was later found not to have been validly enacted under state law: “[W]e reject the
Corporation's assertion that the City's enforcement of an invalid zoning ordinance is the
kind of ‘truly irrational’ governmental action which gives rise to a substantive-due-process
claim.”); Lone Star Sec. & Video, Inc. v. City of Los Angeles, 584 F.3d 1232, 1235-1236
(9th Cir. 2009) (Plaintiff company claimed that its federal due process rights were violated
when city ticketed and impounded company’s vehicles pursuant to a local ordinance that
was later found to have been preempted by California state law; Ninth Circuit found no
substantive due process violation, both because no “fundamental right” was involved, and
because local ordinance, though preempted and inconsistent with state law, had a rational
governmental purpose.); Laidley v. City & Cty. of Denver, 477 F. App'x 522, 525 (10th Cir.
2012) (“As best we can discern, Mr. Laidley proceeds on the assumption that the
enforcement of a municipal ordinance invalid under state law . . . must automatically and
necessarily constitute a conscience-shocking violation of the Fourteenth Amendment. But
that assumption is simply in error. Even clear violations of state law do not automatically
or necessarily rise to the level of substantive due process violations. A great deal more is
required. As the Supreme Court has explained, substantive due process . . . is reserved
for ‘patently egregious’ conduct.”) (citations and internal quotation marks omitted).
Indeed, in Leder v. American Traffic Solutions, Inc. (“Leder”), supra, the Second
Circuit rejected a litigant’s argument, made pursuant to Cine SK8, that a governmental
action was ultra vires simply because it conflicted with, and was overruled by, state law.
The issue arose where a county had adjusted its traffic lights, to shorten the duration of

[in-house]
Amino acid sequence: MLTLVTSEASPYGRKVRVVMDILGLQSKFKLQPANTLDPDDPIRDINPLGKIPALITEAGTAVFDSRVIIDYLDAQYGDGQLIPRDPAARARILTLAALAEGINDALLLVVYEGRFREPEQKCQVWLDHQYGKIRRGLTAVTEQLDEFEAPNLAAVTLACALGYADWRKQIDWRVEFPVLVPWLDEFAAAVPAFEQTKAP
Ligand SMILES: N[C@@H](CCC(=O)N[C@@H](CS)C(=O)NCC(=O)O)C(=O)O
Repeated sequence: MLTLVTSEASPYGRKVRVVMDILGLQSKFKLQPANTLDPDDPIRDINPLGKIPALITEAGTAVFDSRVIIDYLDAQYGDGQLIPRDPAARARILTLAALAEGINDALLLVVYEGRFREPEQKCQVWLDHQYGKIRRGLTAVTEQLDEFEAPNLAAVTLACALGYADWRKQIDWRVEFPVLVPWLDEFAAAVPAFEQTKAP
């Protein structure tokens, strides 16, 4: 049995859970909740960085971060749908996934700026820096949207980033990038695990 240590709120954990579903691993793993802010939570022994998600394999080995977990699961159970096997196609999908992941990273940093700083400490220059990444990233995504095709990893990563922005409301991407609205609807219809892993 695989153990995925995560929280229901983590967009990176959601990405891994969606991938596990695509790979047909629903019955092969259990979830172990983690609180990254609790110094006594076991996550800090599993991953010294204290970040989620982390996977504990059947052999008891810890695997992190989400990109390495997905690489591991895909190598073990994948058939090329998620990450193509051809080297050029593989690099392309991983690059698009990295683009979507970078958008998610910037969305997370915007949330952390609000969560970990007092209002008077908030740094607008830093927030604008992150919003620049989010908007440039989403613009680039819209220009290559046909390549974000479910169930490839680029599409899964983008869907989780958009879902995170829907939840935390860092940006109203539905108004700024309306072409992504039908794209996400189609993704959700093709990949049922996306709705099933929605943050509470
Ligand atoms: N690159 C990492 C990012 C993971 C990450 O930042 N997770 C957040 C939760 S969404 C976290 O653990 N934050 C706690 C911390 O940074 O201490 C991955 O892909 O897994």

yellow lights, allegedly in order to catch more people speeding, thereby generating greater
revenue from traffic fines. The plaintiff established that the county’s action in that regard
violated a section of the New York Vehicle & Traffic Law, which required traffic lights to
remain yellow for at least three seconds. Nevertheless, the Circuit Court rejected the
argument that the county’s action violated substantive due process, stating:
The argument fails because it confuses ultra vires action with action contrary
to governing statutory provisions. As this court has explained, substantive
due process does not entitle federal courts to examine every alleged
violation of state law, especially ones that, while perhaps vexatious, are more
routine than egregious. Because Leder's claim of shorter yellow-light time
than provided by state law does not assert conduct so ‘arbitrary,
conscience-shocking, or oppressive’ as to implicate substantive due process,
the district court correctly dismissed her claim.
[Leder] does not challenge defendants' overall authority to establish traffic
light times or to use traffic cameras to identify violations and issue fines. She
argues only that the challenged yellow-light time was at odds with state law.
This does not state a claim for violation of substantive due process.
Leder, 630 F. App'x 61, 62–63 (citations, internal quotation marks and footnote omitted).
Applying these principles to the instant case, the Court finds that Plaintiffs’ claim
lacks merit and that Defendant is entitled to dismissal and/or summary judgment.
Preliminarily, it is undisputed that Defendant acted under color of state law when it enacted
§ 120-34(O) and its predecessor statute, which had the effect of restricting the hours in
which Obsession could remain open and sell alcohol. The Court will further assume
arguendo, for purposes of this Decision and Order only, that Plaintiff’s had a sufficient
constitutionally-protected property interest in their New York State Liquor License to
support a substantive due process claim. In that regard, Defendant merely argues that
Plaintiffs did not have a sufficient property interest in a zoning variance to support such a
claim, but such an interest is not the basis of Plaintiffs’ claim. Rather, Plaintiffs have
argued that they have a property interest in the Liquor License, and Defendant has not
attempted to show otherwise. It is also undisputed that § 120-34(O) actually impaired